Photo gallery: MU celebrates Día de los Muertos

Día de los Muertos, or the Day of the Dead, is a cherished Latin American holiday that symbolizes the enduring connections between generations. 

Story and photos by Santiago Guzman

Día de los Muertos, or the Day of the Dead, is a cherished Latin American holiday celebrated Nov. 1-2. This tradition symbolizes the enduring connections between generations, emphasizing the importance of family and community bonds. 

At the University of Missouri, student-led organization the Association of Latin American Students (ALAS), helps bring attention to the time-honored tradition. For many students, especially those from Mexico, Día de los Muertos is a time to gather with family and commemorate those who are no longer with us. While some students can easily travel to neighboring cities to spend the day with their families, others, especially international students who are far from home, can find this challenging. That’s where ALAS steps in by hosting an event that allows students to embrace their culture and take a moment to remember and honor their ancestors.

Hilary Gonzales, co-president of ALAS, passionately underscores the significance of events that represent the traditions of the Latin American community.

“It’s always good to spend some time with someone who speaks your language and shares your values,” Gonzales said. “It’s important to feel that sense of belonging.”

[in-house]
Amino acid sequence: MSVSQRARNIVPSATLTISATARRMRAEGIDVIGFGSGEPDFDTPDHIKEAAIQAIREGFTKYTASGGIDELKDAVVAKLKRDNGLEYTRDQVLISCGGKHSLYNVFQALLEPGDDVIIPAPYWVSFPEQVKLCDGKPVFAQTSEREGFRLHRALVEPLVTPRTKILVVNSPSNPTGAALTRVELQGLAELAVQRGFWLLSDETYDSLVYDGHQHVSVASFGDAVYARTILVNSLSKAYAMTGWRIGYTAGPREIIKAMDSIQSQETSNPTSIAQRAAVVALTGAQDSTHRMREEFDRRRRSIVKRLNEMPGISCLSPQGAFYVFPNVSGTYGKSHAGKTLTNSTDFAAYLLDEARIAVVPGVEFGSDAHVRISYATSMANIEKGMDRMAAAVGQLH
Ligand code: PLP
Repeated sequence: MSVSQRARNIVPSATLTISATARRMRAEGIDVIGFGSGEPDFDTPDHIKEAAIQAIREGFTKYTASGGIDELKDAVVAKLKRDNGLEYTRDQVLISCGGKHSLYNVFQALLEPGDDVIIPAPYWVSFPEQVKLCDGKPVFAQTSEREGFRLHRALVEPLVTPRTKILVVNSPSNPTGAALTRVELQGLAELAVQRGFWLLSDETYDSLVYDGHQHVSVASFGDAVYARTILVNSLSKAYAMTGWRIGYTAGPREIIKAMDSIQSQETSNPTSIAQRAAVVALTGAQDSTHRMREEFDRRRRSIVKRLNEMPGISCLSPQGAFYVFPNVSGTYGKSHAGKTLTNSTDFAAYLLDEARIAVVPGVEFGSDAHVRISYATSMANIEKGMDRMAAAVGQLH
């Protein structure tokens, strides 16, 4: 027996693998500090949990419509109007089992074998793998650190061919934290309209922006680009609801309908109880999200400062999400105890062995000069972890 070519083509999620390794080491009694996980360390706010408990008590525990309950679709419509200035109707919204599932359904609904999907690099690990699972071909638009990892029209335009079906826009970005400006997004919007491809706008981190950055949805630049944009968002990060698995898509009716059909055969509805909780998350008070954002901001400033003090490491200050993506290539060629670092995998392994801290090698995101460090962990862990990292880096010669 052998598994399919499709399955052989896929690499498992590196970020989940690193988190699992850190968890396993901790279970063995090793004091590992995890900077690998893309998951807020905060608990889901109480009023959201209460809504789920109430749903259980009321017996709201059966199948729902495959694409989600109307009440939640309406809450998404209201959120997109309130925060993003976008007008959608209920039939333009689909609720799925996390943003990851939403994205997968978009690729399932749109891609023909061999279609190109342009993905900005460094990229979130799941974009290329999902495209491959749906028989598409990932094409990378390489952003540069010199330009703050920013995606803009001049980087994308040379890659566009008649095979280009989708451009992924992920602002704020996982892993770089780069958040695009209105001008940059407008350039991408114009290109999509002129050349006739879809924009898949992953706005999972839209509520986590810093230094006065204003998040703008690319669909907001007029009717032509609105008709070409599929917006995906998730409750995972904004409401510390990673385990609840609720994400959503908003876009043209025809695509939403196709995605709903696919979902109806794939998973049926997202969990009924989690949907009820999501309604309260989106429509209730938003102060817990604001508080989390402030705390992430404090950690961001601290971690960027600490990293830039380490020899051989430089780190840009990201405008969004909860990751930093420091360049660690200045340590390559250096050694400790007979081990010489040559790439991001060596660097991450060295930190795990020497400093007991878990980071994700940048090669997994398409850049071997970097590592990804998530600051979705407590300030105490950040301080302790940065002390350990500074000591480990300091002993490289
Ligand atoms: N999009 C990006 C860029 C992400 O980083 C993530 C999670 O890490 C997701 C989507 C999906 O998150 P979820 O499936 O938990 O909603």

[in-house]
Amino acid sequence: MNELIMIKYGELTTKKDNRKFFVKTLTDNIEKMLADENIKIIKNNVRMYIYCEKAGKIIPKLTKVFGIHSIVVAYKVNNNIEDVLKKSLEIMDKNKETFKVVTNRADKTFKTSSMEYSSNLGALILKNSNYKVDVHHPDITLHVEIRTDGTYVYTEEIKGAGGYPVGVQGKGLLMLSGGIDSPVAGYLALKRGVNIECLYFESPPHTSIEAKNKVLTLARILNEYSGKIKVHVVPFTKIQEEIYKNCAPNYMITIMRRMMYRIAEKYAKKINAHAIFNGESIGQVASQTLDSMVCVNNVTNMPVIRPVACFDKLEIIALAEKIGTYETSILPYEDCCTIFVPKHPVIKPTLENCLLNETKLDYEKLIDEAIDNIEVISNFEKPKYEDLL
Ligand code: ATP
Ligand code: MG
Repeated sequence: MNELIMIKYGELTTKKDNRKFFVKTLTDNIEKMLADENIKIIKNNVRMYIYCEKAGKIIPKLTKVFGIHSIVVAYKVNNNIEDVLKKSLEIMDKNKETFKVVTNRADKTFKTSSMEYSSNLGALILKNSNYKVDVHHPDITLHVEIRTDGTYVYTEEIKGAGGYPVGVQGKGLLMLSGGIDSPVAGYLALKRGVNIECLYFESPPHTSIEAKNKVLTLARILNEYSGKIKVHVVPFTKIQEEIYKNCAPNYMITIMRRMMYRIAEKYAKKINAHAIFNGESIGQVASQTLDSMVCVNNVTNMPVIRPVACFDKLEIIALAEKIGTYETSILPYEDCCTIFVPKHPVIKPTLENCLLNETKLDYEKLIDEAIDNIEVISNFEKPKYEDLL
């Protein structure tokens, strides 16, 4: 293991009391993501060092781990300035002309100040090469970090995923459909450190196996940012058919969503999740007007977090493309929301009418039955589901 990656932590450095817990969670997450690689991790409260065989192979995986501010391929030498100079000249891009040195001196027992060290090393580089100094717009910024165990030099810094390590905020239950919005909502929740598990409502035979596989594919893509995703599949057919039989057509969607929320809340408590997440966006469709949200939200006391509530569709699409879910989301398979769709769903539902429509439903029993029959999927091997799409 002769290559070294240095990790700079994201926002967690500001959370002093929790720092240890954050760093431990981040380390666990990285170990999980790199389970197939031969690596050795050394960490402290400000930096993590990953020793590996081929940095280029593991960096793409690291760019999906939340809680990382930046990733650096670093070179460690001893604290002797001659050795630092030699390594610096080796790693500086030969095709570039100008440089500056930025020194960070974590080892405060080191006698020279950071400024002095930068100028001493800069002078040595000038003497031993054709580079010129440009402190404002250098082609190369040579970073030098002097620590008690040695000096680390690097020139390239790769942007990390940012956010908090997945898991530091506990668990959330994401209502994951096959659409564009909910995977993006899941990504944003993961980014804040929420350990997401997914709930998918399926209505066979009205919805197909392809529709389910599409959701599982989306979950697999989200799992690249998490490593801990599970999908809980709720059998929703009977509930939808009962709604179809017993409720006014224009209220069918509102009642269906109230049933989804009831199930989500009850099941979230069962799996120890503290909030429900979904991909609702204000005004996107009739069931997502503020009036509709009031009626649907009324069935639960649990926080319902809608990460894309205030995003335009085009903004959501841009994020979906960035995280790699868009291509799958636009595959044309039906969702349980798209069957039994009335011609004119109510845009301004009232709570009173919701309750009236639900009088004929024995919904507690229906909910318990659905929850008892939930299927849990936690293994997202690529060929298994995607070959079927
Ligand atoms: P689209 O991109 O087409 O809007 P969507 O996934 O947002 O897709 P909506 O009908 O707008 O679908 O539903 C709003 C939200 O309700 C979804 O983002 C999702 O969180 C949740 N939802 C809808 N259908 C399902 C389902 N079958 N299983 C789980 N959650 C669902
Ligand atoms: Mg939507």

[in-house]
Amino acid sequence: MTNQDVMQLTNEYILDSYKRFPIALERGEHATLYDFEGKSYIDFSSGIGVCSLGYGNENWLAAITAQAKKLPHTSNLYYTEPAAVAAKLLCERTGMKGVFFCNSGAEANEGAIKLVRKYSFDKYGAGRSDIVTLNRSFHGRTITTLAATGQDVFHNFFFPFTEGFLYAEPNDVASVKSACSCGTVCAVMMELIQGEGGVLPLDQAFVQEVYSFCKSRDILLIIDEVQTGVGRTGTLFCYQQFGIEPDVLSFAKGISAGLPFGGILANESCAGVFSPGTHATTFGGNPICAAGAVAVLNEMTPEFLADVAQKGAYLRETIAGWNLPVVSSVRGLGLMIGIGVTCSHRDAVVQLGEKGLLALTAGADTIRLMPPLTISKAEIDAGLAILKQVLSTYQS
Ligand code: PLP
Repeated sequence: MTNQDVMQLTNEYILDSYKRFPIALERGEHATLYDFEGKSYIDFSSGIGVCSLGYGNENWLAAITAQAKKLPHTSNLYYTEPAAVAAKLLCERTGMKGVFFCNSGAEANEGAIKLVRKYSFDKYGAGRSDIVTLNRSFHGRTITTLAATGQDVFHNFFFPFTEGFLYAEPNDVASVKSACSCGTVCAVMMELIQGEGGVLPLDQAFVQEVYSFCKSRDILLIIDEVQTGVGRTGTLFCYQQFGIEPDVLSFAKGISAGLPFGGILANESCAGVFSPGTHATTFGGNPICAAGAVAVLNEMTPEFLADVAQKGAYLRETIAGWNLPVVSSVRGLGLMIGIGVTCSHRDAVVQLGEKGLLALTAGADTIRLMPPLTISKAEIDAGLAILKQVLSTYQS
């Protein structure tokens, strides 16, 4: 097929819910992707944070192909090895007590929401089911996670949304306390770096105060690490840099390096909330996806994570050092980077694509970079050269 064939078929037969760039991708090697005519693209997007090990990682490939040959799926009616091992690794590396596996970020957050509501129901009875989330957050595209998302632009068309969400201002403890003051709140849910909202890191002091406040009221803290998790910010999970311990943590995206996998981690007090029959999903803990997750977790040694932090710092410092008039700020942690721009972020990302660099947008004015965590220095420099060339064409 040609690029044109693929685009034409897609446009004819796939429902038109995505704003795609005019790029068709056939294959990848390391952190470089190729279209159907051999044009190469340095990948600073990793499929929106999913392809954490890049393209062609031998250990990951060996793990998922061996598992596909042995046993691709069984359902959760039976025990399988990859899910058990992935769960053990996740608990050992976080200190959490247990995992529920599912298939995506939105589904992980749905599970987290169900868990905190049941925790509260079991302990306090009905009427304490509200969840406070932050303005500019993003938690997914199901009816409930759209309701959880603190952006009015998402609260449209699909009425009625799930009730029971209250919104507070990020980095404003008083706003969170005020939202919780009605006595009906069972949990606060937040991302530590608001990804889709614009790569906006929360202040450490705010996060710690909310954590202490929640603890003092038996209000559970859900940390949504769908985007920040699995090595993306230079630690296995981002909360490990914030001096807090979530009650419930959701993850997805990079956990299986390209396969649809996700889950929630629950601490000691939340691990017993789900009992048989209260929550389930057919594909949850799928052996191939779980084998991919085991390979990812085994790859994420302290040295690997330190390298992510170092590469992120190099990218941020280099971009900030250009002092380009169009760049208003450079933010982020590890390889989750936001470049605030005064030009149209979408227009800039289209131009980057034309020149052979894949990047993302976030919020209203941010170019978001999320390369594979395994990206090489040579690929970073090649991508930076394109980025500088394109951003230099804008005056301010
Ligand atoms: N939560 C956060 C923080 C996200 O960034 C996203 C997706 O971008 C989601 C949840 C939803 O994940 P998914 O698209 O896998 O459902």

Students participate in ALAS’ event on Nov. 2 in Memorial Union. Many wore colorful costumes to celebrate and honor their ancestors.
Based on the Mexican culture, medium skulls represent the character death, who is always present. Small skulls are an offer to Santisima Trinidad and large ones to Padre Eterno.
Event participants got to paint their own skull to help decorate the offering being made to returning souls.
Sandra Vazquez, pictured, was one of the organizers of this year’s celebration. “This day I go back to my roots and remember the ones that are not with me anymore.”Vazquez said. “I dress to celebrate my culture and pay respect to my ancestors.
The offering — or ofrenda — is composed of pictures, flowers, candles, water and flowers. All of these are left to help to the making their journey back home. The water will cure the thirst, the candles will be the guide, and the flowers will cherish the time the soul gets back home.